Lim Young Hak

Vice-President, Samsung Corp.

Lim Young Hak has proved hard times can be a blessing for Asian companies in need of restructuring. As the chief planner of Samsung Corp., South Korea's largest trade broker, Lim began worrying as early as the mid-1990s that the Internet would soon take away his company's traditional middleman business. Then came the 1997-98 Asian crisis. Lim exploited what was a disaster for many executives to wire up his company and move its business onto the Internet.

Now, thanks to Lim, Samsung is a powerhouse in the global electronic marketplace, specializing in steel, chemicals, and fish. "We have jumped early into what I think is a 10-year war of establishing standards and business models in the Internet Age," says Lim, 47. Lim has spent more than $50 million to prepare the company for electronic commerce, pulling together many global players to form online trading blocks. The move hasn't been painless: In the course of its transformation, Samsung Corp. (SSNHY ) has cut its workforce from 11,500 to 4,700.

FISH COURSE. The most prominent Samsung online marketplace is GSX, for global steel exchange, which buys and sells steel on the spot market. GSX is a joint venture with Cargill of the U.S., Duferco Group of Switzerland, and TradeArbed of Luxembourg. GSX steel shoppers are forecast to buy $1.6 billion on the site this year. That volume dwarfs the estimated $300 million traded last year by GSX's chief competitor, eSteel Corp., in the U.S. GSX's partners split fees of 1% to 2% of the value of each deal. They have committed to buying or selling $5 billion worth of steel products through the site over the next two years.

But GSX is just the beginning. Samsung also persuaded 66 Asian companies to join a business-to-business site called as shareholders. And it convinced 12 companies to invest in its site, which trades frozen fish and other seafood. Lim expects all three sites to break even by early next year.

What sets Samsung apart, Lim says, is the company's quarter-century experience as a trading house. That should prove to be a big advantage in the race to attract customers to electronic marketplaces, which in the West are normally created by IT experts. Trading companies not only understand buyers and sellers but also offer transportation, insurance, and financing services to clients. "That's an ideal one-stop service model when adapted on the Net," says Lim. Samsung's traditional business is bringing lots of traffic to its electronic marketplaces. Samsung's chemical trading department, for example, moved 5% of its business onto, while its fish trading department is moving nearly half its $300 million business to this year.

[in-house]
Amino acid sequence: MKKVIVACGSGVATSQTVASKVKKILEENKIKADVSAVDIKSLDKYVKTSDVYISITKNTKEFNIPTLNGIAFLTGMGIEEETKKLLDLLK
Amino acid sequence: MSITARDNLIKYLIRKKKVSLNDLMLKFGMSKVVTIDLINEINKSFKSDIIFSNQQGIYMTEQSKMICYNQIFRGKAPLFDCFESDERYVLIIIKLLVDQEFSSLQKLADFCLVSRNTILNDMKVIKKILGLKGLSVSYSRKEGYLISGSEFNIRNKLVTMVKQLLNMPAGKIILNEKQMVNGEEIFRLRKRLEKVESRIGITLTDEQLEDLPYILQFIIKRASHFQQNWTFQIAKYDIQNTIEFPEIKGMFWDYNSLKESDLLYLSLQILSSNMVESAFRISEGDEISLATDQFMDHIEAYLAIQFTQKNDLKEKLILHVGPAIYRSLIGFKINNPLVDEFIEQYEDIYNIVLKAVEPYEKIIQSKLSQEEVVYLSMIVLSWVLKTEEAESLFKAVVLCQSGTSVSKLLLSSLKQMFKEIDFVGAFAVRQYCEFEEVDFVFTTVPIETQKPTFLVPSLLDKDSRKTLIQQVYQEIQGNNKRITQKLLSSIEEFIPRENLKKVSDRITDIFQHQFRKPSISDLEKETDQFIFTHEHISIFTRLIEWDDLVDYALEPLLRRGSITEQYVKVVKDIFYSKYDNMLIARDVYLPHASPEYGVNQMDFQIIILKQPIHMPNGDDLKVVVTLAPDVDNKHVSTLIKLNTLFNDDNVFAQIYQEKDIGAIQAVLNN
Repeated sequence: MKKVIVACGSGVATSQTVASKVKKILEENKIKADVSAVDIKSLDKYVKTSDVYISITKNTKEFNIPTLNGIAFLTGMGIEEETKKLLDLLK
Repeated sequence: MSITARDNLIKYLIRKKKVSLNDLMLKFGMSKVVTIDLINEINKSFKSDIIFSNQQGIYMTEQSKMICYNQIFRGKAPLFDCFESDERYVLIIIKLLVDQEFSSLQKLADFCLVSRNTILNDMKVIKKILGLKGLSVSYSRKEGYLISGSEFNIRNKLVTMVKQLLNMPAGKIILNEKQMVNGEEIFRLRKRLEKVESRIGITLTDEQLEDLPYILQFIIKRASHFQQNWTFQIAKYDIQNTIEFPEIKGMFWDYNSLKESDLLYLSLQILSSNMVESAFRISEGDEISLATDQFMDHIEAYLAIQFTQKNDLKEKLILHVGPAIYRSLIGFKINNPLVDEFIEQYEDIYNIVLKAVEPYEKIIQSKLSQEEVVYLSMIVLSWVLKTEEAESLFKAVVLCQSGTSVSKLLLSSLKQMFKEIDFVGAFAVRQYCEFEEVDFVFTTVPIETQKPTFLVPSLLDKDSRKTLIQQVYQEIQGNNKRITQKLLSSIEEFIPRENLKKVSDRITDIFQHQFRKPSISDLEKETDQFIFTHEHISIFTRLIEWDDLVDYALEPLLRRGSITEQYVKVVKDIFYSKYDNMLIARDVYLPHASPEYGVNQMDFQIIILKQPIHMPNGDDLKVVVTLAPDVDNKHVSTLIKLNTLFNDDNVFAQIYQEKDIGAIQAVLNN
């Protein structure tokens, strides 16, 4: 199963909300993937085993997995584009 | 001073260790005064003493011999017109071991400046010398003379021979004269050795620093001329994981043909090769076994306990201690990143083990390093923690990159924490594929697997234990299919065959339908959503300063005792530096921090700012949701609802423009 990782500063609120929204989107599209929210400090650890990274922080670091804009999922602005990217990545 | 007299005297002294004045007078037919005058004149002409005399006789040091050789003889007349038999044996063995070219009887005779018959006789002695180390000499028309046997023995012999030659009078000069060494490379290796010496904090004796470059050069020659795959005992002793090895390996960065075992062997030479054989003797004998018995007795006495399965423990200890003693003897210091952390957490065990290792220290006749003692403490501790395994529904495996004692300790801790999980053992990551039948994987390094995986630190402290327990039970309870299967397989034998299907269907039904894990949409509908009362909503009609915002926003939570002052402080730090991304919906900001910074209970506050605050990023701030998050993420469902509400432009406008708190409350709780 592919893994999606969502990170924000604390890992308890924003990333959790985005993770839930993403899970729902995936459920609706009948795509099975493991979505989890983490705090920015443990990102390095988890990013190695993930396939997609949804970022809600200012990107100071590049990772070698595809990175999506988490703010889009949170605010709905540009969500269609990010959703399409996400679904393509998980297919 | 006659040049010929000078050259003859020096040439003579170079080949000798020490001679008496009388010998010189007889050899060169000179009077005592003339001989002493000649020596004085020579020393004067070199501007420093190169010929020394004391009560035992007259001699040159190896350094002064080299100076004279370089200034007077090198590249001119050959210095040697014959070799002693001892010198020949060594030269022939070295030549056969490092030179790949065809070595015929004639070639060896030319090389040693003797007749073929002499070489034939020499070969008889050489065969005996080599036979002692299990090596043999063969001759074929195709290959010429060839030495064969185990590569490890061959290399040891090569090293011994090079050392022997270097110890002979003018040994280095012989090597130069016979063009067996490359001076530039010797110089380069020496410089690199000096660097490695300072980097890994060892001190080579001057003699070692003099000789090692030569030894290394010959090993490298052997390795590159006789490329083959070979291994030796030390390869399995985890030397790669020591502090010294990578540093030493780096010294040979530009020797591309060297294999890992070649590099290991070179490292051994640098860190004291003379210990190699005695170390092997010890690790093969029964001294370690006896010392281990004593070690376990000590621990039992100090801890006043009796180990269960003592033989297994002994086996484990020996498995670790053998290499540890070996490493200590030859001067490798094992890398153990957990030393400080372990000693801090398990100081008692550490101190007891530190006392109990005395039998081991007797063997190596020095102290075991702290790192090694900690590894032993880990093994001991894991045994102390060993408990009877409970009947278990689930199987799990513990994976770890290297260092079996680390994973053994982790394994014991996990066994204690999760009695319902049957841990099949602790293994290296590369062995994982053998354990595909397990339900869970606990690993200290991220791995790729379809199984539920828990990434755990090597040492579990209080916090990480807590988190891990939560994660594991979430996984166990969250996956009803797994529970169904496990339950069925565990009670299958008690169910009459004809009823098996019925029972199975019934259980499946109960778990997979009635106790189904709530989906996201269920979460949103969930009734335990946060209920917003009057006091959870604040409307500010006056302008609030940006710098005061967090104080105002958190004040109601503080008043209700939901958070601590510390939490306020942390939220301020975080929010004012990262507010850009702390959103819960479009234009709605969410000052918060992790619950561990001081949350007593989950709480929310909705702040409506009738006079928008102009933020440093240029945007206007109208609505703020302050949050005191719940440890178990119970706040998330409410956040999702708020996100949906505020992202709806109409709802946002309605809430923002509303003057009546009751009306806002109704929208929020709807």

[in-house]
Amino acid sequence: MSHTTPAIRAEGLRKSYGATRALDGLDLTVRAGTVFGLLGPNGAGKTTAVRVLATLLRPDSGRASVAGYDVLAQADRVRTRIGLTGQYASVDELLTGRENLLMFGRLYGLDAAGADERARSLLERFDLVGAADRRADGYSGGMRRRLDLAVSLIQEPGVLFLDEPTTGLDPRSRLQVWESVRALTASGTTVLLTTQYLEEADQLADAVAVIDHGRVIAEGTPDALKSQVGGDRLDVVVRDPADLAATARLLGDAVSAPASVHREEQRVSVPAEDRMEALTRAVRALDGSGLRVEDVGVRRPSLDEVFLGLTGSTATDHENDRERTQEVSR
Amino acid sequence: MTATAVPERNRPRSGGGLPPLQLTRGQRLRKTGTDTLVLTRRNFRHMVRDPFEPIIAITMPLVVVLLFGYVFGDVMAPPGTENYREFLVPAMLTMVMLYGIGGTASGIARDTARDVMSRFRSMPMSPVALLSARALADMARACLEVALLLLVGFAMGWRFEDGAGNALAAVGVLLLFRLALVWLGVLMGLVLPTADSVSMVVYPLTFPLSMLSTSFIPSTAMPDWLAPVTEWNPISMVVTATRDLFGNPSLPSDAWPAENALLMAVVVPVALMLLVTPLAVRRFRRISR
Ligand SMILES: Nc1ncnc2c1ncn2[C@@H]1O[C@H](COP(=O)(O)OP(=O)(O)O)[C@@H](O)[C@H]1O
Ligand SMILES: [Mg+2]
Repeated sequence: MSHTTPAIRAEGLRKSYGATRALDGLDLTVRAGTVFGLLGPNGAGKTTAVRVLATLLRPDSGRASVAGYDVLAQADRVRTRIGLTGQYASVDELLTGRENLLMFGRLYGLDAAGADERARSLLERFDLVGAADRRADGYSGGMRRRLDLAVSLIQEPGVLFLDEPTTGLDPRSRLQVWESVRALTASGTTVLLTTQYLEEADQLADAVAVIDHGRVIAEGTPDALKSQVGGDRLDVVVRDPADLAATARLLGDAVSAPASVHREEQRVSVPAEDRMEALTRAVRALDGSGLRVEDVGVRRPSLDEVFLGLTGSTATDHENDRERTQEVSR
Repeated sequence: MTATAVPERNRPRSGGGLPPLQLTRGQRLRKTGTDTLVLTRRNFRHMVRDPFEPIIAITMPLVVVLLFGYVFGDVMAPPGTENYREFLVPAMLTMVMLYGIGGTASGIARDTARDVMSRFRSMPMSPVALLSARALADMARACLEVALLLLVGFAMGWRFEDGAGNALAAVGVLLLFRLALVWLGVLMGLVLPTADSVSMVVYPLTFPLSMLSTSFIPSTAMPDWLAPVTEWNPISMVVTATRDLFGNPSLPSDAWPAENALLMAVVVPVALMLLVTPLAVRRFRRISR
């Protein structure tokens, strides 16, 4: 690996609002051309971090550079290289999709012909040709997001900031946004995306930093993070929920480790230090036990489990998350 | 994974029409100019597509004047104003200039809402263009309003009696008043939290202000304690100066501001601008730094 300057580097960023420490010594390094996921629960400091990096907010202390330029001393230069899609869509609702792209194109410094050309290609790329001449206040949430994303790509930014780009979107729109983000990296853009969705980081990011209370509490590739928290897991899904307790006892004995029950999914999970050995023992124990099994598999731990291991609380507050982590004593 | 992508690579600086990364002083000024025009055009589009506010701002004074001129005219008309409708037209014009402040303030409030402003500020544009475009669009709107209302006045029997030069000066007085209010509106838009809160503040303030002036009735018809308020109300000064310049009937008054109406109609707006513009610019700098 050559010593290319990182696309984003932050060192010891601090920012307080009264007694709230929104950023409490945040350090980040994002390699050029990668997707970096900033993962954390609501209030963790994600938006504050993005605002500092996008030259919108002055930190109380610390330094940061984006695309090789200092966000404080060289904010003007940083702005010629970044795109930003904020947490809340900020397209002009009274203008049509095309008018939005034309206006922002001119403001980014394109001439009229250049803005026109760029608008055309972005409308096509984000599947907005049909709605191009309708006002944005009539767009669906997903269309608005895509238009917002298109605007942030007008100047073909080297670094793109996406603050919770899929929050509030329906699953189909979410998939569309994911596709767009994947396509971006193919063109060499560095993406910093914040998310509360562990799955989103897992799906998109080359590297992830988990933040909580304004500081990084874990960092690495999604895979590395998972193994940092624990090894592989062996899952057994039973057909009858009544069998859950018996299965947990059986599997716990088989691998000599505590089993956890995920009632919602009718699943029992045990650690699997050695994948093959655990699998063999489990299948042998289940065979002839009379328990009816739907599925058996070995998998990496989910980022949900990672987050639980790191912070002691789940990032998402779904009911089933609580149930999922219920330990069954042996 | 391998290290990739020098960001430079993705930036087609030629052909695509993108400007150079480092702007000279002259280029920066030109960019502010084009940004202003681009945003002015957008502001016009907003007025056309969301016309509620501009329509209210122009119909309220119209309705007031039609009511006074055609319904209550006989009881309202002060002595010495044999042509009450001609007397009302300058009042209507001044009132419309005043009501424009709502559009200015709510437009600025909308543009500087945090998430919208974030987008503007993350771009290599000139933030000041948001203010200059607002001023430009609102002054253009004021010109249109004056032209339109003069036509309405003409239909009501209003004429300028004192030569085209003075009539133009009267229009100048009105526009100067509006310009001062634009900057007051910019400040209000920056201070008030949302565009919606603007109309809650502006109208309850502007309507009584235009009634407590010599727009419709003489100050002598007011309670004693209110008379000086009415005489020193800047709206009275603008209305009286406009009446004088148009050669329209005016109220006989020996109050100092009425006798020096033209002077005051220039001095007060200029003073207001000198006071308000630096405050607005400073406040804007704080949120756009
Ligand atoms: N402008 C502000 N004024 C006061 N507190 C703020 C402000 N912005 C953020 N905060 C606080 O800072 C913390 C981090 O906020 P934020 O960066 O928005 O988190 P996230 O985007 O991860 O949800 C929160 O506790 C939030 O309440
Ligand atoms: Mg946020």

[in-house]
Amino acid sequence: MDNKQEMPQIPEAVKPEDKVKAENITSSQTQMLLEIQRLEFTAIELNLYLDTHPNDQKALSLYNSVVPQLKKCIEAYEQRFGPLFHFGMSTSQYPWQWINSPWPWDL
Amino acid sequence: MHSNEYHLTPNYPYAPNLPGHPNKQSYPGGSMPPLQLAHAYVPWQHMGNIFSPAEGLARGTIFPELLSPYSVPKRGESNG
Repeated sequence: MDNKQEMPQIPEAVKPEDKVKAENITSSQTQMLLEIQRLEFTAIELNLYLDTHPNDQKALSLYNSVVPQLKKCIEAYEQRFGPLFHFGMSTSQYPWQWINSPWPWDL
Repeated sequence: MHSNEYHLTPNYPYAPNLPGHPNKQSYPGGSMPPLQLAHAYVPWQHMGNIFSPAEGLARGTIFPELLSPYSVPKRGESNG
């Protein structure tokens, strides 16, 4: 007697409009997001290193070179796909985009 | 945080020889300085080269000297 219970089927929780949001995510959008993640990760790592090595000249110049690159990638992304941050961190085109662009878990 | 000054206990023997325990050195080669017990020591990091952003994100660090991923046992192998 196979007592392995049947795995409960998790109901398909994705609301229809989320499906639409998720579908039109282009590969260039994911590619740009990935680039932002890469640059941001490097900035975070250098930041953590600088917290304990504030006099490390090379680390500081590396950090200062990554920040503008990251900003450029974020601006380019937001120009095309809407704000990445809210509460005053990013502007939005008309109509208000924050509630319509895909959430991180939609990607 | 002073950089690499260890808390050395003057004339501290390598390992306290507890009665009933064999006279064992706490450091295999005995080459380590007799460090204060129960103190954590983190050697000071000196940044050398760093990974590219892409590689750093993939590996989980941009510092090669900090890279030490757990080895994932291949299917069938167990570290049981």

Lim, who chain smokes long, thin cigarettes, doesn't look like a typical chaebol executive. His unpressed suit, unruly hair, and casual look fit his role as the company's resident deep thinker. Says colleague Moon Young Woo, who is in charge of discovering promising startups for business tie-ups with Samsung: "When everybody was pouring money in dot-coms, Lim was the man to cool me down."

Lim's 10-year stint with Samsung operations overseas prepared him for setting the company on a new Internet course. After selling construction equipment in Libya and working in London, Samsung's European headquarters, Lim was sent to the Netherlands in 1991 to set up a business to distribute computer monitors. There, Lim learned how to use information technology to boost efficiency and save costs. "In the Netherlands, I saw the problems of Korean systems. The arrival of the Internet proved an important tool to fix some of the chronic problems," he recalls.

Lim interviewed dozens of experts and consulted with the likes of Arthur Anderson and McKinsey & Co. before launching Samsung's B2B sites. But when it came to drawing up a business model, he refused to buy ready-made software. "We are still in the midst of the Internet revolution, and there are no proven standards or solutions," he argues. If Lim has his way, Samsung will itself become the standard-bearer.

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